In his book titled, Irenaeus of Lyons, Grant wrote:

In Irenaeus’ judgment the Ephesian church, founded by Paul and preserved by John, is a reliable witness to the tradition of the apostles (Against Heresies, 3.3.4) though his exegesis of John 8:57 (“you are not yet 50 years old”) leaves much to be desired. He is convinced that Luke cannot have meant to say that Jesus was baptized in his thirtieth year, because unless he reached “the most necessary and honorable period of his life” he could not have had disciples. John certifies that he was over 40 but under 50. “All the presbyters of Asia who were with John the Lord’s disciple testify that John delivered the same tradition to them, for he remained with them until the reign of Trajan” (Against Heresies, 2.22.4-5). Irenaeus’ doctrine of recapitulation assured him that in order to save men of all ages Jesus had to “recapitulate” the life of humanity and pass in five stages from infant to child to adolescent to manhood and finally advanced age. His analysis of ages is like what we find in Hippocrates, for whom each of the ages mentioned by Irenaeus occupies some multiple of seven years. One is a child from 1 to the loss of teeth at 7, a boy to puberty at 14, a lad till the trace of a beard comes at 21, a young man until the whole body is grown at 28, then a man from 29 to 49; an elderly man lasts only until 56, and after that becomes an old man. Jesus could not have become really mature before reaching 49. Since Irenaeus explicitly dated the birth of Jesus around the forty-first year of Augustus, he cannot have had in mind the real beginning of that emperor’s reign in January 27 BC, but must have backdated it to the death of Julius Caesar in 44. If then Jesus was born in about 3 BC he would have reached 49 during the reign of Claudius (41-54), and that is where Irenaeus set his death in his later Demonstration.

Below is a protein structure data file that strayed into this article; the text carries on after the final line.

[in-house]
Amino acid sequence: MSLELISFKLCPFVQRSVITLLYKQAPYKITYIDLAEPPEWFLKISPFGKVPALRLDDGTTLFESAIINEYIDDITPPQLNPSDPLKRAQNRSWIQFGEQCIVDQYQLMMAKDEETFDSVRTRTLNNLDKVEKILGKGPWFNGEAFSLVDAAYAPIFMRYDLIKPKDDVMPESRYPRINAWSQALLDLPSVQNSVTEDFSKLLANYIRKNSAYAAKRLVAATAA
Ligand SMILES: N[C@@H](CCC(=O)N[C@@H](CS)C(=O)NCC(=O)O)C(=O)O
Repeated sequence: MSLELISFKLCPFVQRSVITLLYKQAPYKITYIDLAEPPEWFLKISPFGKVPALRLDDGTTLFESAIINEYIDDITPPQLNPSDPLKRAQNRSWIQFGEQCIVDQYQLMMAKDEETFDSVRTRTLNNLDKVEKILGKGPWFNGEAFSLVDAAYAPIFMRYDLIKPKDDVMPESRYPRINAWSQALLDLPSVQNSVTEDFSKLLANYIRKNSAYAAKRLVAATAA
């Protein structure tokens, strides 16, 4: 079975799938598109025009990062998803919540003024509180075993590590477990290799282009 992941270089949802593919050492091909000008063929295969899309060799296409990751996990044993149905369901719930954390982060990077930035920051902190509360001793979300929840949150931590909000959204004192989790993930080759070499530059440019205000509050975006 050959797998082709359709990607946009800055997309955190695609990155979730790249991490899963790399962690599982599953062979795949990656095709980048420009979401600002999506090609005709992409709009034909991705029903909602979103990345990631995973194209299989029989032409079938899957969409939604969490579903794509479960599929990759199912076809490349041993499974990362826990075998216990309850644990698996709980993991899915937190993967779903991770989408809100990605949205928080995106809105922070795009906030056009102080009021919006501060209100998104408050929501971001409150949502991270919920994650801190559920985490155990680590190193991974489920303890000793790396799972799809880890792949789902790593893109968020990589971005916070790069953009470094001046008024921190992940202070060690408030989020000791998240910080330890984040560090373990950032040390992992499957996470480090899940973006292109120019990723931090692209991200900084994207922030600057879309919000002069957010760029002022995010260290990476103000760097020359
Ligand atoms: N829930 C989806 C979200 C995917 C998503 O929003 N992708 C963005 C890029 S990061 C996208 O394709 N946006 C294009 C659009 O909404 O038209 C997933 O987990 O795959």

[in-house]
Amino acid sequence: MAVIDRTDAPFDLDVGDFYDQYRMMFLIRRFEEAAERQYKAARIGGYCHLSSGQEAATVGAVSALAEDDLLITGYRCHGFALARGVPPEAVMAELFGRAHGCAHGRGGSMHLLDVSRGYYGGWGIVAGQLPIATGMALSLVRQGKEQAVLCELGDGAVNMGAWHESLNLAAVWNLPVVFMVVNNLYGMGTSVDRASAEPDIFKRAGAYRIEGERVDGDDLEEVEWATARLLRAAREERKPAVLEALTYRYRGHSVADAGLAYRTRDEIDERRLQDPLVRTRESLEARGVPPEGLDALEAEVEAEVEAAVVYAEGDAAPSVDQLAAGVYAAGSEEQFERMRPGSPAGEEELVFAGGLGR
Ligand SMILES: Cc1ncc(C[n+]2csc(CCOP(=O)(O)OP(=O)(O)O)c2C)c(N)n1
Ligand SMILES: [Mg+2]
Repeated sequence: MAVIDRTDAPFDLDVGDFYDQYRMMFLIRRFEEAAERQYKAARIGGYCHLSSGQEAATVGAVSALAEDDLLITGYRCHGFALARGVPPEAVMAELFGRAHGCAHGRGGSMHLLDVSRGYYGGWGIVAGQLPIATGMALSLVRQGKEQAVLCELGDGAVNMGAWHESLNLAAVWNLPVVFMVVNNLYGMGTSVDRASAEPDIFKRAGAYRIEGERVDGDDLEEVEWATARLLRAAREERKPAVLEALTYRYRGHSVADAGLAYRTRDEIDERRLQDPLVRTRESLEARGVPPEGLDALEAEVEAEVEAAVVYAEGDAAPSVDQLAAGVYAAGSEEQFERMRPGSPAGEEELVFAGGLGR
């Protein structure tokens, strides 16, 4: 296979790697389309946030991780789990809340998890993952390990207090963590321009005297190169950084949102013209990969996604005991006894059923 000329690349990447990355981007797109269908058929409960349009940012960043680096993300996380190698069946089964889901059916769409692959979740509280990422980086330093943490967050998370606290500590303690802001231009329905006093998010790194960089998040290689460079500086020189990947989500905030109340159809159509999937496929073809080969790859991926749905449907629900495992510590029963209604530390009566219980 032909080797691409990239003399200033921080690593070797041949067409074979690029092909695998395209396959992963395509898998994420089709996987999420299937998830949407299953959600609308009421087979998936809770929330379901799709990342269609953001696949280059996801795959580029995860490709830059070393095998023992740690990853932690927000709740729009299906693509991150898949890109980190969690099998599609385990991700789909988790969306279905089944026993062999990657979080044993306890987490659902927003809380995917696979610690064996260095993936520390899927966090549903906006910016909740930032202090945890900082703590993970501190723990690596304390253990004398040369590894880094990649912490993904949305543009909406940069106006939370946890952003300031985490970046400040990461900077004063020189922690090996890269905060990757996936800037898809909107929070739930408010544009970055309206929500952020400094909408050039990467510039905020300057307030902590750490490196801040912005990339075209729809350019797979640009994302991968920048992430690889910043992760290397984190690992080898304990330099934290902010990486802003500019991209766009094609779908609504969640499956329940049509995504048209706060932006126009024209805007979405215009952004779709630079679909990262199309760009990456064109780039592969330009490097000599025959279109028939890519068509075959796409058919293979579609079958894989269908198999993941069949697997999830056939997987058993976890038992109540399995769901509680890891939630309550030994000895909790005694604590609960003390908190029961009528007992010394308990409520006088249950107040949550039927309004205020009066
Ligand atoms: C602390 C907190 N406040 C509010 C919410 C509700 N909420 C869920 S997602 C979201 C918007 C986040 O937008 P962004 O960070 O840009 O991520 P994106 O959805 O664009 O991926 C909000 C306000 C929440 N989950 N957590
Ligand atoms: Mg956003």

See Robert M. Grant, Irenaeus of Lyons (London: Routledge, 1997), p. 33.

He was clearly wrong in this respect, so no, this was not part of legitimate apostolic tradition that developed over time. It is simply an error.

I’m not trying to misdirect the issue here, only to focus on a crucial point in this discussion- If Irenaeus was the pupil of Polycarp (who was the pupil of John), why has this important aspect of Christology not been “handed down” and developed?

Because individual Fathers are not infallible. They can be mistaken in many things. We believe that popes can be, too, but that they are specially-protected with the gift of infallibility under certain carefully-defined circumstances. You need to learn a lot about how Catholic authority and epistemology works. I don’t mean that as a put-down, but a simple observation.

It’s funny how, whenever I write about Luther and point out some unsavory (and to Protestants, shocking) things (such as his advocacy of death for peaceful Anabaptists or his early position that the damned should cheerfully accept their fate), I am always told (what I already know, of course, and believed as a Protestant) that he was not infallible, nor the rule of faith himself, for Protestants. All Catholics do is apply that same outlook to the Church Fathers. Individually, they make plenty of mistakes. But when we look at the consensus of what they taught, we see the mind of the Church and the leading of the Holy Spirit.